What are the preferences of Ontario patients and healthcare providers regarding ‘virtual healthcare’ visits?

Hand, Woman, Medical, Human, Care, Treatment, Finger

Bottom Line:

Virtual healthcare visits – visits that do not involve a face-to-face meeting between the patient and provider – are perceived as high-quality by Ontario patients, and both patients and healthcare providers prefer message-based visits over phone or video visits.


Stamenova V. et al. Uptake and patient and provider communication modality preferences of virtual visits in primary care: a retrospective cohort study in Canada. BMJ Open (2020). DOI: 10.1136/bmjopen-2020-037064

Date Published:

6 July 2020


Virtual healthcare visits are healthcare appointments in which there is no in-person meeting between a patient and their provider. In virtual visits, the patient and provider may communicate with each other at the same time, known as synchronous communication (e.g. video conference or phone call) or at differing times, known as asynchronous communication (e.g. secure online messaging). This study evaluated a virtual care platform that was deployed in Ontario and was capable of hosting synchronous and asynchronous virtual healthcare visits. The virtual care platform hosted nearly 15,000 visits, with common reasons for a visit being the provision of medication prescriptions, discussion of test results, or following up on prior appointments. The vast majority of virtual visits (over 90%) were asynchronous (secure online messaging) rather than synchronous (phone or video call). Patients and providers reported preferring asynchronous visits due to convenience, as both parties could respond at times that worked well for them. Strikingly, 99% of patients indicated that they would use virtual visits again, demonstrating that the virtual visits offered a high-quality patient experience. The COVID-19 pandemic has led to a drastic rise in virtual healthcare usage, and the findings of this study may inform how virtual healthcare can be optimally arranged – namely, the capacity for asynchronous communication is a feature important for both patients and clinicians.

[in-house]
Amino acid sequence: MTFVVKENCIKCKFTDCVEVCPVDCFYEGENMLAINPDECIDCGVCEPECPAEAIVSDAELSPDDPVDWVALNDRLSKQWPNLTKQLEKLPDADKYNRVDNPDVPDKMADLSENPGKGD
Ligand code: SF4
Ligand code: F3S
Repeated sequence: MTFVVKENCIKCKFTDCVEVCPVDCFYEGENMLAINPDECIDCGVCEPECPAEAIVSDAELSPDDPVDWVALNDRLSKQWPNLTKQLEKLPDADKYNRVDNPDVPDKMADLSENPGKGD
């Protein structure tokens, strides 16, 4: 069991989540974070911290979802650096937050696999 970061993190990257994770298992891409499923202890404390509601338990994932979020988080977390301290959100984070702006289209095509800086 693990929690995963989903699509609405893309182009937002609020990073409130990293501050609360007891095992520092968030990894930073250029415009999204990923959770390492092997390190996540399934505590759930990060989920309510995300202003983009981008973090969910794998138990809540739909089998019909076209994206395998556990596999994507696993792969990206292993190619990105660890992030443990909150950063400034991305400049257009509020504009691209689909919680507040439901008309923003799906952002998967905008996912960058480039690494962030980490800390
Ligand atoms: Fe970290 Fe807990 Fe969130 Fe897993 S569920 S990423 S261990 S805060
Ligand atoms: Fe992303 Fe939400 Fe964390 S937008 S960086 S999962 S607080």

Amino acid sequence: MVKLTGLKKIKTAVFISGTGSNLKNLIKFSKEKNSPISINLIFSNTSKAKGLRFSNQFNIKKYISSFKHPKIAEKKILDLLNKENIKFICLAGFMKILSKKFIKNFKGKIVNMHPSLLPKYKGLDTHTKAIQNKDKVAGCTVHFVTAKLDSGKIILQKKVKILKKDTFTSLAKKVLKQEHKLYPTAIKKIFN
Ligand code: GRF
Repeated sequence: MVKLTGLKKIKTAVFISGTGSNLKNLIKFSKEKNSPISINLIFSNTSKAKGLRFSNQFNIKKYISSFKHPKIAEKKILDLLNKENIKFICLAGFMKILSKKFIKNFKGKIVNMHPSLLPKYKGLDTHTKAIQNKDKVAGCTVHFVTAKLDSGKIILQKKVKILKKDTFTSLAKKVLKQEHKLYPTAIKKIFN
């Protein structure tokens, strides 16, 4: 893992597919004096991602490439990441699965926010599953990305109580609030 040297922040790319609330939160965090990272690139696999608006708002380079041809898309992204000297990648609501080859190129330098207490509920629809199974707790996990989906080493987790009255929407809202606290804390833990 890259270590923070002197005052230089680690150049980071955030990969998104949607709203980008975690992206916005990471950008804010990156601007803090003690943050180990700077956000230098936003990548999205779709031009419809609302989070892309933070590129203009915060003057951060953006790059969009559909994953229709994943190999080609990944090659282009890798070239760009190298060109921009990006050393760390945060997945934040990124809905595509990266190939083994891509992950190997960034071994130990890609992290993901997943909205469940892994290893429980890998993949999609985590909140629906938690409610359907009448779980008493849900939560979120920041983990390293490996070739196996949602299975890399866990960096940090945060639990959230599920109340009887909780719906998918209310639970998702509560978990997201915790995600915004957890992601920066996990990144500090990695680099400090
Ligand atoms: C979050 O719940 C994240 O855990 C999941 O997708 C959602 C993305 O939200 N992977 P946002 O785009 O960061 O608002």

Summary by: Jacob Ferguson